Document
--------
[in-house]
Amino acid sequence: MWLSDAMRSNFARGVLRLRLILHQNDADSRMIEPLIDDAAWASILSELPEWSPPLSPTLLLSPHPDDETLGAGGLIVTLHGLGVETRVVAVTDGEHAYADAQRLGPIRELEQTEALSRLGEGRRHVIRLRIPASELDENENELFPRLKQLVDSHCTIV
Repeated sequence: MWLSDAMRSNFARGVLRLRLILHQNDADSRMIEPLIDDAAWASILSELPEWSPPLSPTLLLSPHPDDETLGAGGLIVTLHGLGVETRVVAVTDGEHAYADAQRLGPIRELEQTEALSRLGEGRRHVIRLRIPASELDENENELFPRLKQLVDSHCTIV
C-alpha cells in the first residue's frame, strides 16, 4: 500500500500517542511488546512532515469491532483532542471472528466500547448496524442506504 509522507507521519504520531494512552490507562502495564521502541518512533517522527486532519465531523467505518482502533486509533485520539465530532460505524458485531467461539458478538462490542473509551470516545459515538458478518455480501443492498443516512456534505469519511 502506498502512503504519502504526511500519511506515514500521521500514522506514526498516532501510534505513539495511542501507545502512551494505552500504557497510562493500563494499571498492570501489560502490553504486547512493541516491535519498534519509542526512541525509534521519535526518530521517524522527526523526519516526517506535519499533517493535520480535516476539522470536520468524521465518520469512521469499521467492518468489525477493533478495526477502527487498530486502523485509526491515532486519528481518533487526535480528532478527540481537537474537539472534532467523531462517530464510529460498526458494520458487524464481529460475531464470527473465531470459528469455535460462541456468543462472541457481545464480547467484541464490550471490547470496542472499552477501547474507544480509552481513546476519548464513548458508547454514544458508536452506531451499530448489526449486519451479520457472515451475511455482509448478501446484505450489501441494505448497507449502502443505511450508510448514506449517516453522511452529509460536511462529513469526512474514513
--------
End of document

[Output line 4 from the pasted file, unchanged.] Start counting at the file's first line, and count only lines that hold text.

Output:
C-alpha cells in the first residue's frame, strides 16, 4: 500500500500517542511488546512532515469491532483532542471472528466500547448496524442506504 509522507507521519504520531494512552490507562502495564521502541518512533517522527486532519465531523467505518482502533486509533485520539465530532460505524458485531467461539458478538462490542473509551470516545459515538458478518455480501443492498443516512456534505469519511 502506498502512503504519502504526511500519511506515514500521521500514522506514526498516532501510534505513539495511542501507545502512551494505552500504557497510562493500563494499571498492570501489560502490553504486547512493541516491535519498534519509542526512541525509534521519535526518530521517524522527526523526519516526517506535519499533517493535520480535516476539522470536520468524521465518520469512521469499521467492518468489525477493533478495526477502527487498530486502523485509526491515532486519528481518533487526535480528532478527540481537537474537539472534532467523531462517530464510529460498526458494520458487524464481529460475531464470527473465531470459528469455535460462541456468543462472541457481545464480547467484541464490550471490547470496542472499552477501547474507544480509552481513546476519548464513548458508547454514544458508536452506531451499530448489526449486519451479520457472515451475511455482509448478501446484505450489501441494505448497507449502502443505511450508510448514506449517516453522511452529509460536511462529513469526512474514513